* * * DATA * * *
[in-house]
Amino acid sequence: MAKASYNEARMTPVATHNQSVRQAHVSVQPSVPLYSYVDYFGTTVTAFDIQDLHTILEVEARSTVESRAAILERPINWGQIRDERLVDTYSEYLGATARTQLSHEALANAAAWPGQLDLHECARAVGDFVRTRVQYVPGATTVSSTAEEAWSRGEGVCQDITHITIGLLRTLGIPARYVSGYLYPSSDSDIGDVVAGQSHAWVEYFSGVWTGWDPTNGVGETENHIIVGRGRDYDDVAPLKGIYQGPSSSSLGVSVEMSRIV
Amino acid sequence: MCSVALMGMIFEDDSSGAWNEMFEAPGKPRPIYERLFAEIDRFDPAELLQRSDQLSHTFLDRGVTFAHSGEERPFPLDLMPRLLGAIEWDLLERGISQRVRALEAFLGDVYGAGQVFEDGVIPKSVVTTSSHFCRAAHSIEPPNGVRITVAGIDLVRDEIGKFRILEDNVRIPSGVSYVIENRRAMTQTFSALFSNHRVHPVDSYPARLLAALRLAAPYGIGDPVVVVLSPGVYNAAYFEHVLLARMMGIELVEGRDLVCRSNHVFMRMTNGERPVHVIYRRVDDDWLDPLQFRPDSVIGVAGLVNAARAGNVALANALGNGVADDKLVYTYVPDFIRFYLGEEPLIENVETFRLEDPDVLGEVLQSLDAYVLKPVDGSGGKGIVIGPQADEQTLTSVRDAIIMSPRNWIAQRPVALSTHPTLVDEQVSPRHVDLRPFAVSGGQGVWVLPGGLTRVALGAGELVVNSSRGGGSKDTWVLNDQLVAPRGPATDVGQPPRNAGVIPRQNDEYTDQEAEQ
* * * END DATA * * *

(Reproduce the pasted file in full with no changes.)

[in-house]
Amino acid sequence: MAKASYNEARMTPVATHNQSVRQAHVSVQPSVPLYSYVDYFGTTVTAFDIQDLHTILEVEARSTVESRAAILERPINWGQIRDERLVDTYSEYLGATARTQLSHEALANAAAWPGQLDLHECARAVGDFVRTRVQYVPGATTVSSTAEEAWSRGEGVCQDITHITIGLLRTLGIPARYVSGYLYPSSDSDIGDVVAGQSHAWVEYFSGVWTGWDPTNGVGETENHIIVGRGRDYDDVAPLKGIYQGPSSSSLGVSVEMSRIV
Amino acid sequence: MCSVALMGMIFEDDSSGAWNEMFEAPGKPRPIYERLFAEIDRFDPAELLQRSDQLSHTFLDRGVTFAHSGEERPFPLDLMPRLLGAIEWDLLERGISQRVRALEAFLGDVYGAGQVFEDGVIPKSVVTTSSHFCRAAHSIEPPNGVRITVAGIDLVRDEIGKFRILEDNVRIPSGVSYVIENRRAMTQTFSALFSNHRVHPVDSYPARLLAALRLAAPYGIGDPVVVVLSPGVYNAAYFEHVLLARMMGIELVEGRDLVCRSNHVFMRMTNGERPVHVIYRRVDDDWLDPLQFRPDSVIGVAGLVNAARAGNVALANALGNGVADDKLVYTYVPDFIRFYLGEEPLIENVETFRLEDPDVLGEVLQSLDAYVLKPVDGSGGKGIVIGPQADEQTLTSVRDAIIMSPRNWIAQRPVALSTHPTLVDEQVSPRHVDLRPFAVSGGQGVWVLPGGLTRVALGAGELVVNSSRGGGSKDTWVLNDQLVAPRGPATDVGQPPRNAGVIPRQNDEYTDQEAEQ